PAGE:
My Mom was reminiscing about the period of time called the Depression
in the United States. She was remembering with fondness one of her
favorite Christmases. It was not one she received a lot of gifts nor a “big
ticket” item. It was all about how each of her family members worked
very hard to listen to what the others in the family were wishing for
and then, how they tried to make each other’s dreams come true.
My Mom wished for a lovely red velveteen jumper that would be
worn to school and church. She had already a special cream colored
blouse that her mother, my grandmother had stitched lovingly for
her “back to school” outfit. She did not need the black tights nor the
boots to wear with this special outfit that she had seen in a major
department store advertisement.
My Mom heard her younger sister wishing for a special matching
outfit for her doll and she to wear to early elementary school. We
may call it the ‘primary grades’ these days. She wanted to be able to
bring her old doll, all “spruced up” in a green corduroy or (“even
better,” Mom recalls, “a green satin dress with a ruffle attached.”)
My grandmother heard my grandfather wishing to have a nice hearty
meal with a roast of some kind and also, wishing for a cherry flavored
tobacco to put into his pipe.
My grandfather heard my grandmother wishing for a nice tablecloth
and a new apron, that would not be made by herself. She liked to
get dressed for Sunday services and afterwards, head home to wear
a pretty apron over her ‘Sunday best’ clothes.
My aunt heard my Mom’s wish and it was all about hair bows and a nice
mirror and brush set, seen at the Five and Dime Store in Middletown,
When her family awakened on Christmas morning, often the Christmas
tree, while my Mom and her sister were sleeping and young, would be
decorated. This was a tradition that changed when they got older and
what my Mom felt was more responsible and would not break the lovely
glass ornaments nor set the house on fire with the candles that were
placed upon the tree in their holders.
The years they did get to decorate, as older and more careful girls, they
had many glass ornaments, pipe cleaner angels with faces painted on
pink beads and golden or silver pipe cleaner wings and halos. There
were wooden ornaments of snowflakes, sleds and little houses, too.
“Amy and I were never again to see the candles lit on the tree, once we
became the ‘decorators of the tree.’ Sometime, along the way, my Dad
decided to invest in electrical multi-colored Christmas lights.”
Mom, known as “Rosie,” and her sister, Amelia, known as “Amy” woke
up on one Christmas morning to smell the nice, wafting and intermingling
scents of a braided kuchen with cherry filling and vanilla frosting, the cherry
tobacco smell of their father’s pipe and the smell of strong coffee floating on
the air. I have researched the recipes for kuchen and they often list
peach as the fruit to be found inside this sweet yeast dough coffee cake.
My grandparents grew only a few plants on their property, but there
were several cherry trees to pick and ‘can’ for later use. We often
would have cherry preserve, my brothers and I almost thirty years
after this story is written, on our breakfast toast. We also enjoyed the
treat of fresh out of the oven, German made kuchen.
They ran down their hallway, wearing thick pajamas, robes, socks and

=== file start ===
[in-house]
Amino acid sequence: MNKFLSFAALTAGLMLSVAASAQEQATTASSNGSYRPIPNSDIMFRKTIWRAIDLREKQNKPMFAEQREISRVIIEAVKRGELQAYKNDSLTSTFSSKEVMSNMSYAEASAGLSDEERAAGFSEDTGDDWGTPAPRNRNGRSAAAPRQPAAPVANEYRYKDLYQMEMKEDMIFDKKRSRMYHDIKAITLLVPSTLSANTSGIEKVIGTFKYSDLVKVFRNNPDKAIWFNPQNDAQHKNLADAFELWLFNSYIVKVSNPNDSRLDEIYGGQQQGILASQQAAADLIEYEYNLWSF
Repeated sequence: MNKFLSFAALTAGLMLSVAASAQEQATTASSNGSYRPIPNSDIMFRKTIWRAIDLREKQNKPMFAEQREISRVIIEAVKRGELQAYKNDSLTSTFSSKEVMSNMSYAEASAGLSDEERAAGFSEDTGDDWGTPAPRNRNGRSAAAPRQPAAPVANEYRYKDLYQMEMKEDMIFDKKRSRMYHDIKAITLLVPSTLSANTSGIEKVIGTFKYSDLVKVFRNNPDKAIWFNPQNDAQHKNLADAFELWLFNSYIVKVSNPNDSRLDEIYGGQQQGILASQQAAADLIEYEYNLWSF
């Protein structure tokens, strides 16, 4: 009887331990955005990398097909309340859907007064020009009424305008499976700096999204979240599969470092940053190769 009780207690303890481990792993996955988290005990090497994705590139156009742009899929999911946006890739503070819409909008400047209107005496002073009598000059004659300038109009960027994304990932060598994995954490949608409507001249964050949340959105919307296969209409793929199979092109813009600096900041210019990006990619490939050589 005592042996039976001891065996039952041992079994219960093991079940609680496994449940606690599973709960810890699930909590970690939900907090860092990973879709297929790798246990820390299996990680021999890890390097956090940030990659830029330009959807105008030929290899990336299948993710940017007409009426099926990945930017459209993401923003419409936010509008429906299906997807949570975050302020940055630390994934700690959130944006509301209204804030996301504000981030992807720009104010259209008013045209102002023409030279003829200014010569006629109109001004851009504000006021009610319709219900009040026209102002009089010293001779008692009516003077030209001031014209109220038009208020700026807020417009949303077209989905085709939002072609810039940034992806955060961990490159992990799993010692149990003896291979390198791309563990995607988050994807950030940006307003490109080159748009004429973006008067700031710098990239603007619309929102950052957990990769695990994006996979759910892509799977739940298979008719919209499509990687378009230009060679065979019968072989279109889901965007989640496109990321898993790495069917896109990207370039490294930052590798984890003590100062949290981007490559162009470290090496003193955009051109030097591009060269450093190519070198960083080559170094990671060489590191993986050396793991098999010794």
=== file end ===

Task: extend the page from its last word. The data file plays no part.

shoes, as they did not have slippers and the floors were not very warm
inside. Amy and Rosie paused to take in the wondrous sight of a fully
decorated and mysteriously “delivered” Christmas tree! It was not until
after they began to doubt in the reality of Santa Claus, that they realized
this was a parental gift to them, as well as the gifts in their stuffed stockings
and few wrapped parcels under the tree.
Mom mentioned while retelling this story to me, that the presents would be
wrapped in fabric scraps from “future items of clothing, so as not to ruin the
surprises inside, tied with ribbons or string. This was also, during this period
of time, another way to save money: very cost effective.”
In the presents, usually in past years of the Depression, there would be
“practical” gifts of sweaters, socks, mittens and other handmade items.
Grandma Mattson could knit, crochet and sew, as many women of these
hard times did, to make things look special. The challenge would be to hide
it in the process of making the items!
Mom said the stockings were stuffed with unshelled nuts, fruits and wax
-wrapped candies and fudge. There would be a pair of socks and a hair
barrette inside, too. She says while recalling the joyous moments, that she
never thought until this moment, while I was asking her for some Christmas
memories, of all the hours her mother must have spent while her sister and
she were at school, making and hiding these ‘treasures.’
All the gifts that were wished for, the wishes were ‘granted’ this year! She
wore her red velveteen dress to school, her sister, Amy, wore her green,
shiny satin dress with the petticoat trimmed in lace underneath it. Mom
remembers her sister twirling and twirling in circles in the excitement of
wearing her brand new (homemade with love) dress. She also, recalls
that the both of them wore these dresses in a photograph, where they
both have black hose on, with big sister Rosie, straddling little sister,
Amy, in front of her. The two of them, wearing the bright dresses now
displayed in the framed black and white photograph on my Mom’s
dresser, look so completely darling!
The roast for dinner was pork and the after dinner desserts were Spritz
and other sugar cookies served with cocoa and coffee. The lasting effect
of everyone’s wishes coming unexpectedly true was apparent once again,
relived today on my Mom’s glowing face!